President Emmerson Mnangagwa has set up a tribunal to investigate a High Court judge who was part of a panel that last year ruled that Chief Justice Luke Malaba must not continue in office after reaching 70.
The directive to set up the tribunal to probe Justice Edith Mushore is contained in statutory instrument (SI) 68 of 2022 that was gazetted on March 5 2022.
The SI seeks to “establish a tribunal to inquire into the removal from office of the Honourable Edith Mushore.”
A retired justice, Maphios Cheda, will chair the tribunal, which was given five months by President Mnangagwa to complete its investigations.
Mushore is accused of having gone AWOL after the judgement on the Malaba tenure.
Information ministry permanent secretary, Nick Mangwana, confirmed that Mushore would be investigated by a tribunal whose other members are yet to be appointed.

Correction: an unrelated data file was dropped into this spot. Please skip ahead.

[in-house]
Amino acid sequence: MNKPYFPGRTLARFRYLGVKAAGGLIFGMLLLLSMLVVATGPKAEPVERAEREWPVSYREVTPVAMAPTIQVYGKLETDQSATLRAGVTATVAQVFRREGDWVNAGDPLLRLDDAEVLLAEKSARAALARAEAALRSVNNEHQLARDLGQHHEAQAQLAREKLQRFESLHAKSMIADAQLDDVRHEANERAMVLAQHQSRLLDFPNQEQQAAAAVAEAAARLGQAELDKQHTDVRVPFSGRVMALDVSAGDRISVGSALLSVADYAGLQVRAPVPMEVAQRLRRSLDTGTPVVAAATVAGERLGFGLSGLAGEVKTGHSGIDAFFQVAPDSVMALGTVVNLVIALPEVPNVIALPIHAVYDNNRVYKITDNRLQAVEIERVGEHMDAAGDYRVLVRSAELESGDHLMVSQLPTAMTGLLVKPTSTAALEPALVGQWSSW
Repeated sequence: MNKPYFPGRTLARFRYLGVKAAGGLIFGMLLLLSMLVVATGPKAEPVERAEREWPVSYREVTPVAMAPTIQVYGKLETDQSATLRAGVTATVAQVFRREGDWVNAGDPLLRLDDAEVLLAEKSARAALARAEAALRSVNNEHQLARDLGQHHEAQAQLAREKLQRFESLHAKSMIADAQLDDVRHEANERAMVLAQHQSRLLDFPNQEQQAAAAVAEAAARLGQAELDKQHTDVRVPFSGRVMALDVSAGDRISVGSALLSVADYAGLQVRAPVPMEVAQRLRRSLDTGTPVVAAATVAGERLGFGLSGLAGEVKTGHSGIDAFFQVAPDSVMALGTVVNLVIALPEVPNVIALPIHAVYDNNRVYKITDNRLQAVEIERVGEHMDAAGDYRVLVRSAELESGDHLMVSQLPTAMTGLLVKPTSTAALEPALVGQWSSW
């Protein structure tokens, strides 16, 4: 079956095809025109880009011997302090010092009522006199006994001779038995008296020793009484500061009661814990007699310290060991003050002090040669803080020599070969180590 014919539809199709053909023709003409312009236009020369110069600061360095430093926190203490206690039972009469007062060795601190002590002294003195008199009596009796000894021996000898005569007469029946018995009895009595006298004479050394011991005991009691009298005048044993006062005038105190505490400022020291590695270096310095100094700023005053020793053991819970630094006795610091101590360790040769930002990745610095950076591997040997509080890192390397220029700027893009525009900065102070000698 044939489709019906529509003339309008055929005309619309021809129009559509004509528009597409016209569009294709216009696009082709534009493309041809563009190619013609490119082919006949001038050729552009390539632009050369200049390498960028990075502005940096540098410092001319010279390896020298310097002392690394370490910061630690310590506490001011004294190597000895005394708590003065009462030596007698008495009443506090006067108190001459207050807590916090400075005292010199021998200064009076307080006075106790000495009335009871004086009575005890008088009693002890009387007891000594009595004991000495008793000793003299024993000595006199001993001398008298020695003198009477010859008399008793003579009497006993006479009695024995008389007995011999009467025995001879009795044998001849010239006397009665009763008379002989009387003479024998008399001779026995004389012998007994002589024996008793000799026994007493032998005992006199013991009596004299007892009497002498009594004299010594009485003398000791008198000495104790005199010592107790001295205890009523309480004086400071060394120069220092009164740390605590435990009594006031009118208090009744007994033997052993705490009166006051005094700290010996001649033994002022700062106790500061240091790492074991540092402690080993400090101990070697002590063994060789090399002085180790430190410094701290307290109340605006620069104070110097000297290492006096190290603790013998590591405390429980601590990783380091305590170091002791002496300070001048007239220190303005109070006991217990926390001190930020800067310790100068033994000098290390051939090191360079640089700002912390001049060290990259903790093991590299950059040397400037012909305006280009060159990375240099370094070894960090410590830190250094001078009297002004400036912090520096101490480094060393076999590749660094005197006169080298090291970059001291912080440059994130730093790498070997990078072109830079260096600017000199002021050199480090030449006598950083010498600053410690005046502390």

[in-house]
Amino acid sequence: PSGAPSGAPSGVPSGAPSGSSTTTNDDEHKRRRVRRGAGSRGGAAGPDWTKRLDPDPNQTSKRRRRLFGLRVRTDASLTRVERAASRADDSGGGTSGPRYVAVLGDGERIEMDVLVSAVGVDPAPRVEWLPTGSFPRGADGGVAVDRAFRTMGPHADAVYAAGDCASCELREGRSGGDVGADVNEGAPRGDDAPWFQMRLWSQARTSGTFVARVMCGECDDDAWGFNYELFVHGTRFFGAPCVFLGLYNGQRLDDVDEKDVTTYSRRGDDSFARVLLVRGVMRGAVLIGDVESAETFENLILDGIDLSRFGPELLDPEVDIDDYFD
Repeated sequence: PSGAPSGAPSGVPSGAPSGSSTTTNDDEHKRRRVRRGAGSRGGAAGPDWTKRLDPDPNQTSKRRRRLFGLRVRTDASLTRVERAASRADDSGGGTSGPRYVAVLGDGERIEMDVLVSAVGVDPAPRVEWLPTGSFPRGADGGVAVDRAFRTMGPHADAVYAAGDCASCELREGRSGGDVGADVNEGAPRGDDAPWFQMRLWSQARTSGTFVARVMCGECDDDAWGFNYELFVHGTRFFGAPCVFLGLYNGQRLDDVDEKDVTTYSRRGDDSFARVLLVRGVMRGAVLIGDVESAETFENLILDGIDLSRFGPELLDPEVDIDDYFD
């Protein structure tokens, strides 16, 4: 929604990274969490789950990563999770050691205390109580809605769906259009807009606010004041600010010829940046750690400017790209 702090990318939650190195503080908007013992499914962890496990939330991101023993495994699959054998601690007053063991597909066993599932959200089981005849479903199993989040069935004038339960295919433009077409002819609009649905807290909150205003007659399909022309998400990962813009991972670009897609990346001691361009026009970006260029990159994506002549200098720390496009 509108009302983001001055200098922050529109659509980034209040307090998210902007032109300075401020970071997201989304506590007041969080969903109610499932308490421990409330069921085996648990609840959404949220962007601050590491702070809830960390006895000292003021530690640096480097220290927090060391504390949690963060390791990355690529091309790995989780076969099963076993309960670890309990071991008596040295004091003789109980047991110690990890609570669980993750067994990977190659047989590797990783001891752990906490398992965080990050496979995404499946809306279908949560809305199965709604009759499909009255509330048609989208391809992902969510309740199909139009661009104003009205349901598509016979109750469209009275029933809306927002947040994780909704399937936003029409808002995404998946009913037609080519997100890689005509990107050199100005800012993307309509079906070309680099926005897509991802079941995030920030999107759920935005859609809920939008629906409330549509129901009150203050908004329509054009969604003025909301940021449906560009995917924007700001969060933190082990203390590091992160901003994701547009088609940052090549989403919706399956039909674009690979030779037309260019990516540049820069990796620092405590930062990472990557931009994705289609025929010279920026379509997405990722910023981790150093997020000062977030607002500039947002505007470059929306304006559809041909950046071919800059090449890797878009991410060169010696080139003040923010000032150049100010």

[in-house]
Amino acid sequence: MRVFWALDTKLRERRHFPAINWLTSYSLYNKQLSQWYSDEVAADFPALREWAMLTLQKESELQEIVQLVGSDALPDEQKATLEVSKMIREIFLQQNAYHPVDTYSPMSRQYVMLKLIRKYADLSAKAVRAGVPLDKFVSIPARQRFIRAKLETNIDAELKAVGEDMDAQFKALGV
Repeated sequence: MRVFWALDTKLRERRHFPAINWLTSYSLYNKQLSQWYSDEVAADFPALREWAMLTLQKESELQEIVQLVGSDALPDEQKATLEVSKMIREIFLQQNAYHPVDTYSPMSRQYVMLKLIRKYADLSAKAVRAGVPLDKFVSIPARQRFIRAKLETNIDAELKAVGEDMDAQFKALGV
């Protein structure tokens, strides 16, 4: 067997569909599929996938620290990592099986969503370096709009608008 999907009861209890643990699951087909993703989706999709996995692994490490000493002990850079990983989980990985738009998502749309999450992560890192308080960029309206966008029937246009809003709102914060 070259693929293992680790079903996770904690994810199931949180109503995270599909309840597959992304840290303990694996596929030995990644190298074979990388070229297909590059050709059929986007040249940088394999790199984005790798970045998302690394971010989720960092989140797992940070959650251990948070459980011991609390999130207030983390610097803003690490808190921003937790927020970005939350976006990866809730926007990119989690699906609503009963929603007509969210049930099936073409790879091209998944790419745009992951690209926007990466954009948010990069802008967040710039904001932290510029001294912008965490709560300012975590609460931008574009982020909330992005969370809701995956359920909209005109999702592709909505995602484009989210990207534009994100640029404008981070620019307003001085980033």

“President Mnangagwa, by this proclamation, established a tribunal chaired by Retired Justice Cheda to investigate the matter of the removal from office of Justice Edith Mushore for failure to report for work without authorisation,” he said.
Mushore was part of a three-member panel that included Jester Helena Charewa and Happias Zhou, and ruled last year against Malaba’s extension of term when he reached 70.
The Constitutional Court, however, subsequently ruled that Malaba could remain in office.
The application to reverse President Mnangagwa’s extension of Malaba’s term had been brought before the courts by lawyer Musa Kika.
Sources say she had to absent herself from work after receiving threats on her life over the ruling against Malaba’s continued tenure.
Judicial Service Commission secretary, Walter Chikwana, indicated in November 2021 that their efforts to locate Mushore were in vain.
Mushore has a colourful curriculum vitae as she once worked at The Hague in the Netherlands and at the House of Commons at Westminster in London.
She was appointed judge by the late former president, Robert Mugabe, on September 7 2015.